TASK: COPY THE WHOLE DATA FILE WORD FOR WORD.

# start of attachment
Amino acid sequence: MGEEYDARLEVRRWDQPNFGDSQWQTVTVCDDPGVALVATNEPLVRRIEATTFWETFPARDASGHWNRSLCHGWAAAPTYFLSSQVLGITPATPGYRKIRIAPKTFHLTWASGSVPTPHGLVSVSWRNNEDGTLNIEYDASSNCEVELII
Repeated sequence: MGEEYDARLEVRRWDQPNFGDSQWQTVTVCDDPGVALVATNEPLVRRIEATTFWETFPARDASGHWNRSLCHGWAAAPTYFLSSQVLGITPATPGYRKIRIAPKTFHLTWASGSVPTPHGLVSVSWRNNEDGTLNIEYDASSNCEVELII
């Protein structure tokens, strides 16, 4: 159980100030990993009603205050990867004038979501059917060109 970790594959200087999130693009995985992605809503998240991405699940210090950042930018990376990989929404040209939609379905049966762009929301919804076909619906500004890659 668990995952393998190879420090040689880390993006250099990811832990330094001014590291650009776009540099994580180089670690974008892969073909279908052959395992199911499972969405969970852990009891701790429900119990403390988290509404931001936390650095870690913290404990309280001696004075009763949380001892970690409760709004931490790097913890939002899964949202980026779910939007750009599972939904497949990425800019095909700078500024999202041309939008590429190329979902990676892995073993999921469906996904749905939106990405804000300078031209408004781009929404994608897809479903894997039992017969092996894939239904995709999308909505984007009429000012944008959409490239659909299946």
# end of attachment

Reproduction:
Amino acid sequence: MGEEYDARLEVRRWDQPNFGDSQWQTVTVCDDPGVALVATNEPLVRRIEATTFWETFPARDASGHWNRSLCHGWAAAPTYFLSSQVLGITPATPGYRKIRIAPKTFHLTWASGSVPTPHGLVSVSWRNNEDGTLNIEYDASSNCEVELII
Repeated sequence: MGEEYDARLEVRRWDQPNFGDSQWQTVTVCDDPGVALVATNEPLVRRIEATTFWETFPARDASGHWNRSLCHGWAAAPTYFLSSQVLGITPATPGYRKIRIAPKTFHLTWASGSVPTPHGLVSVSWRNNEDGTLNIEYDASSNCEVELII
């Protein structure tokens, strides 16, 4: 159980100030990993009603205050990867004038979501059917060109 970790594959200087999130693009995985992605809503998240991405699940210090950042930018990376990989929404040209939609379905049966762009929301919804076909619906500004890659 668990995952393998190879420090040689880390993006250099990811832990330094001014590291650009776009540099994580180089670690974008892969073909279908052959395992199911499972969405969970852990009891701790429900119990403390988290509404931001936390650095870690913290404990309280001696004075009763949380001892970690409760709004931490790097913890939002899964949202980026779910939007750009599972939904497949990425800019095909700078500024999202041309939008590429190329979902990676892995073993999921469906996904749905939106990405804000300078031209408004781009929404994608897809479903894997039992017969092996894939239904995709999308909505984007009429000012944008959409490239659909299946």